The government says inflation at the wholesale level was surging even more than expected last month. The increase of 1.3 percent in the Producer Price Index was led by gains in food and energy. It is the biggest increase since November. The core rate, excluding food and energy, was up four-tenths of one percent. Both numbers were larger than expected, coming ahead of a Federal Reserve policy-setting meeting next week. In another report, the Labor Department says new claims for unemployment benefits fell 12,000 to 318,000 last week. The claims report suggests the job market remains firm.
Not much change this week in long-term mortgage rates. Freddie Mac says the 30-year fixed-rate mortgage averaged 6.14 percent--the same as the week before. The 15-year loan, often used for refinancing, inched up two basis points—to 5.88 percent. Freddie Mac Vice President and Chief Economist Frank Nothaft says there was nothing in the economic background to prompt moves in one direction or the other. He notes that we could see some shifts next week once the market has had time to digest this week's inflation reports.
Former Federal Reserve Chairman Alan Greenspan says he hasn't seen any spillover so far from the troubled housing sector into the broader economy. At a luncheon at the Futures Industry Association Conference in Boca Raton, Florida, Greenspan said it's remarkable that there's been no sign of an impact on consumer demand. At the same time, though, he said "a spillover may still happen,'' but that it's hard to find any such evidence. The former Central Bank chief says the threat of declining house prices is of much greater concern than the ailing sub-prime mortgage market.
Meeting in Vienna, OPEC representatives agreed to keep their oil production right where it is. The cartel's secretary-general says the group is content with prices and supply levels. The decision was widely expected. Production could still decline if ministers implement compliance with cuts agreed on in the past four months. In meetings in October and December, OPEC agreed to take a combined 1.7 million barrels a day off global oil markets as they sought to shore up sagging oil prices and shrink burgeoning inventories.
A survey finds that 53 percent of Texas voters strongly support the state government developing additional electricity resources, according to the Houston Business Journal. Houston-based Promark Research polled 809 Texas voters in January for Florida wind energy firm FPL Energy. Twenty percent of those polled oppose using coal as a method of generating electricity.
Nasdaq has named former Representative Michael Oxley as a non-executive vice chairman to oversee Nasdaq's relations with its listed companies, according to BusinessWeek. Oxley will advise Nasdaq on public policy issues. The Ohio Republican was one of the main drivers behind corporate reform laws. The Sarbanes-Oxley Act passed in 2002 in the aftermath of Enron and other accounting scandals.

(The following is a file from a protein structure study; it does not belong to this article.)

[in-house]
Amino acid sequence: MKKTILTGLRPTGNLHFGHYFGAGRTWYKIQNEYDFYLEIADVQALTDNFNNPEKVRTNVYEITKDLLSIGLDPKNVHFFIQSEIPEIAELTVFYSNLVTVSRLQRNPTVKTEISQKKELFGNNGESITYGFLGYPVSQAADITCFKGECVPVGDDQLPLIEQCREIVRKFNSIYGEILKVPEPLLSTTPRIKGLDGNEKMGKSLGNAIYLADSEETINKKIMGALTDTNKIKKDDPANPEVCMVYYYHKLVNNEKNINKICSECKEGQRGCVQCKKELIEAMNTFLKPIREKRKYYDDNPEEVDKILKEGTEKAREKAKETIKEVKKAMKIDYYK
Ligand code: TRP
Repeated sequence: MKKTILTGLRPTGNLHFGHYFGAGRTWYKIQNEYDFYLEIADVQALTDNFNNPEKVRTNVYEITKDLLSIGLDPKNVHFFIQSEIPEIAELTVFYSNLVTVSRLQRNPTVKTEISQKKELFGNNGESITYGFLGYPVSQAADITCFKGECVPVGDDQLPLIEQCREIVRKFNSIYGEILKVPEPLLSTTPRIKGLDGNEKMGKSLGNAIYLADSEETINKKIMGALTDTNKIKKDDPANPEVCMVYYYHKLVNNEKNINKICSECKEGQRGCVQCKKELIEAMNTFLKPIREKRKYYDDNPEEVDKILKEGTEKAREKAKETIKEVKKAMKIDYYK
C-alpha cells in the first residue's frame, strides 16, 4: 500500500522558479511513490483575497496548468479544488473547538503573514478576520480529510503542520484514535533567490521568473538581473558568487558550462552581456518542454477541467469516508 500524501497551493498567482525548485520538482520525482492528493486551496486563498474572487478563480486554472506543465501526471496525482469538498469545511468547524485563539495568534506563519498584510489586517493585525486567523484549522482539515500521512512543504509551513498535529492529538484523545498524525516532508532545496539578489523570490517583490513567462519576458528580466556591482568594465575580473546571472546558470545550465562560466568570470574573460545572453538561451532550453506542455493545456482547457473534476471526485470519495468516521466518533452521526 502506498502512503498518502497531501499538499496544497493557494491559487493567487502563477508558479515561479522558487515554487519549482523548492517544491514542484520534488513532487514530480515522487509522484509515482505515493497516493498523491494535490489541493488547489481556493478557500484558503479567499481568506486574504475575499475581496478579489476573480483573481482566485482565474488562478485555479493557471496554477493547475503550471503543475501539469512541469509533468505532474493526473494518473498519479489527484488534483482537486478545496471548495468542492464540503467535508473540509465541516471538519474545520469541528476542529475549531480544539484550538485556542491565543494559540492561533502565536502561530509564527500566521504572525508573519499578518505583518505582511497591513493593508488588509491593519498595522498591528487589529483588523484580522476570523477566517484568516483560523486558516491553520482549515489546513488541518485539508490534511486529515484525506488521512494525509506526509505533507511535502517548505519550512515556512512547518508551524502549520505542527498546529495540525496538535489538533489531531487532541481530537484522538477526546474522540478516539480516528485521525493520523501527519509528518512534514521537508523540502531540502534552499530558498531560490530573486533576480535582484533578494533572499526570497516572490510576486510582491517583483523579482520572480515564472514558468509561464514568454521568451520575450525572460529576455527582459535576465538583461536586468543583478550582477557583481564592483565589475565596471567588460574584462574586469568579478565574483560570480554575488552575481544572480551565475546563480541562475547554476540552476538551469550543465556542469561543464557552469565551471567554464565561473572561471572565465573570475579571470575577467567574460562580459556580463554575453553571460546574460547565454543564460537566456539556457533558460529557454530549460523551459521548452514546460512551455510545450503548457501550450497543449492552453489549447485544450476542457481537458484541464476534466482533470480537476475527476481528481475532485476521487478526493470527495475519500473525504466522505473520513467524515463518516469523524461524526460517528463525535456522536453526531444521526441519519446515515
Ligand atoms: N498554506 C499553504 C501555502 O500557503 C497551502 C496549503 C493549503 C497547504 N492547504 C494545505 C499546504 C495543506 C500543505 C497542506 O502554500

Some 150 trucks will off-load 7,600 cubic yards of concrete over a 15-hour period to form the 27,000-square-foot foundation for One Park Place, a new downtown high-rise apartment building, beginning at midnight Friday evening. The overnight foundation pour marks the beginning of construction for the new residential development on McKinney Street facing Houston's new Discovery Green downtown park and the George R. Brown Convention Center. The tower will have 37 stories, with 346 apartments and six levels of interior garage space. Two retail areas are planned for the ground floor.
Transmeridian Exploration says it's considering the sale of all or part of its interest in an oilfield in western Kazakhstan, according to the Houston Business Journal. The Houston-based firm says is has held discussions with potential partners.
A Chinese chemical company in Jakarta, Indonesia, will reportedly begin exporting 100,000 tons of biodiesel a year to an unnamed Houston buyer next month, according to the Houston Business Journal. The company produces biodiesel from palm oil feedstock. It has built a new production facility to increase production to meet terms of its contract with the Houston buyer, according to the company's president.
ConocoPhillips is making a $6 million donation to the University of Oklahoma's school of geology and geophysics. School officials say the Houston-based oil company's donation is one of the largest corporate gifts ever made to UO. The gift will be used for scholarships, fellowships and the creation of a visiting professor position. It'll also be used to renovate and upgrade the school's building. This brings to $33 million the total gifts and pledges ConocoPhillips has made to the university. OU President David Boren says the gift "continues a long history of support for education by ConocoPhillips.'' He says OU's first private donors included Oklahoma oilmen Frank Phillips and E.W. Marland. They founded companies that coalesced into ConocoPhillips. Boren says he'll recommend to the OU Board of Regents that the school be renamed the ConocoPhillips School of Geology and Geophysics.